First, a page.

“Jesus sought you when a stranger
Wandering from the fold of God.”

How his grace brought you to himself and so into eternal life. And then, brethren, sing of the lovingkindness of God to yourselves since your new birth. Remember the mercies of God. Do not bury them in the grave of ingratitude. Let them glisten in the light of gratitude. I am sure that you will find this a blessed morning portion, it will sweeten all the day. The psalmist would have you begin the day with it, because you will need all the day to complete it; indeed, you will want all the day of life and all eternity; and I am half of Addison’s mind — though the expression is somewhat hyperbolical —

“But, oh, eternity’s too short
To utter half thy praise.”

What a blessed subject you have before you — the lovingkindness of the Lord. Not yourself — not yourself. That is a horrible subject to speak upon. When I hear brethren get up and glory in their own attainments and graces, I remember the words of the wise man, “Let another praise thee, and not thine own lips.” Above all things, when a man says that he has made great advances in sanctification it is sickening, and clearly proves that he has not learned the meaning of the word “humility.” I hope the eyes of our friends will be opened, and that they will come to loathe the devil’s meat which now deceives them; may we no longer see spiritual self-conceit held up among us as a virtue, but may it be shunned as a deadly evil. No, let my "mouth be filled with God’s praise, but not with my own.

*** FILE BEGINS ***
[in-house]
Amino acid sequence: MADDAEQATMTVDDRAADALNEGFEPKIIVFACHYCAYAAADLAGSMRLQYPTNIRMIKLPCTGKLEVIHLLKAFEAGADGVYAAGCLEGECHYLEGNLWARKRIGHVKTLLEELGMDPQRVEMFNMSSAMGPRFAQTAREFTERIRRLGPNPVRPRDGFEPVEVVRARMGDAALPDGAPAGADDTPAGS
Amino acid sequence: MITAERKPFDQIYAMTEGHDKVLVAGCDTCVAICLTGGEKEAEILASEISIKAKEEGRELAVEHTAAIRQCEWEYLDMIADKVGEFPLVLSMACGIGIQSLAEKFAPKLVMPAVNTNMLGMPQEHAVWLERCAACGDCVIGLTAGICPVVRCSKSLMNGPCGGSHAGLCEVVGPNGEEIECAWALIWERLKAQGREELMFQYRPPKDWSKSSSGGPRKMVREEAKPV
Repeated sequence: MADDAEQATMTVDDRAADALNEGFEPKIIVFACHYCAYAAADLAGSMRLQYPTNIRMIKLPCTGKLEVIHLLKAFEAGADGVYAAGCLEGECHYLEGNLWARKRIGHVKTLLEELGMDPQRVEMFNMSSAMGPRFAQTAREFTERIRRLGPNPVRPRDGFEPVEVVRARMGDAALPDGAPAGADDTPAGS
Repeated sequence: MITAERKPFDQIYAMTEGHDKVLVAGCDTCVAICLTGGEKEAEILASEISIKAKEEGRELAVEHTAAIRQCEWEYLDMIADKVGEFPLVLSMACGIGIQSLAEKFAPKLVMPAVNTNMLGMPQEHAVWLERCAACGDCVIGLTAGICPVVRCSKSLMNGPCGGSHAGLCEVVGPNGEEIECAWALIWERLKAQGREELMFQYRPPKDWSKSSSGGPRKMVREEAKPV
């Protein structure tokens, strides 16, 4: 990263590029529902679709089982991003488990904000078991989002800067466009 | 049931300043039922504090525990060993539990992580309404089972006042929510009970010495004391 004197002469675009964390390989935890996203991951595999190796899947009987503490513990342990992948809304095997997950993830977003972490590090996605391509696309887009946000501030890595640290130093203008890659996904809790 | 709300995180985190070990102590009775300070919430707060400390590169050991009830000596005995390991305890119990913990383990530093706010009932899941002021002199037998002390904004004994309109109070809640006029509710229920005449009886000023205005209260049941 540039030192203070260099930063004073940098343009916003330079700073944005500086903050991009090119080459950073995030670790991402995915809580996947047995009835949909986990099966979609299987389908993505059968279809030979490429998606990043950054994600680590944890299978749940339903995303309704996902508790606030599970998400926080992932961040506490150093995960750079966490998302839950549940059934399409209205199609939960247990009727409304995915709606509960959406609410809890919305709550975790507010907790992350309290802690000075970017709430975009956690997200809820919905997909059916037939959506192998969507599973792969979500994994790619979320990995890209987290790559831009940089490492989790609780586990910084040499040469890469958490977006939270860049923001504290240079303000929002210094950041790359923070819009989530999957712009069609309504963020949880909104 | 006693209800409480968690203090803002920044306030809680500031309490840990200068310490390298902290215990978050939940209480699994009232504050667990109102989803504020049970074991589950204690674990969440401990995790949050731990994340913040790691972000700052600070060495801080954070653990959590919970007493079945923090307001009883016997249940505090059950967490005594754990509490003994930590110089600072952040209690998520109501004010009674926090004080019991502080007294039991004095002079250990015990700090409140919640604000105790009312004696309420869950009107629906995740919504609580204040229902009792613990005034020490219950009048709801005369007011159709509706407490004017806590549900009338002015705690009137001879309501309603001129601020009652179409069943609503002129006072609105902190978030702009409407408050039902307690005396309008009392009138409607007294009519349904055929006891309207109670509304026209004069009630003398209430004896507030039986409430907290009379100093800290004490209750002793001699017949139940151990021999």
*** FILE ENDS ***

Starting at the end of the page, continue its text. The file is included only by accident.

My brethren, let not our tongues be always occupied with our griefs. If you have a skeleton in your house, why should you always “invite every friend who calls upon you to inspect the uncomely thing? No: tell what God has done for you: tell of his lovingkindness. I have heard — and I repeat the story because it ought to be repeated, simple as it is — of a pastor who frequently called upon a poor bedridden woman, who very naturally always told him of her pains and her wants. He knew all about her rheumatics: he had heard of them fifty times, and at last he said to her, “My dear sister, I sympathise with you deeply, and I am never at all tired of hearing your complaints; but could you not now and then tell me something about what the Lord does for you — something about your enjoyments, how he sustains you under your pain, and so on?” It was a rebuke well put and well taken; and ever afterwards there was less said about the griefs and more heard about the blessings. Let us henceforth resolve, Great God, “To show forth thy lovingkindness in the morning.”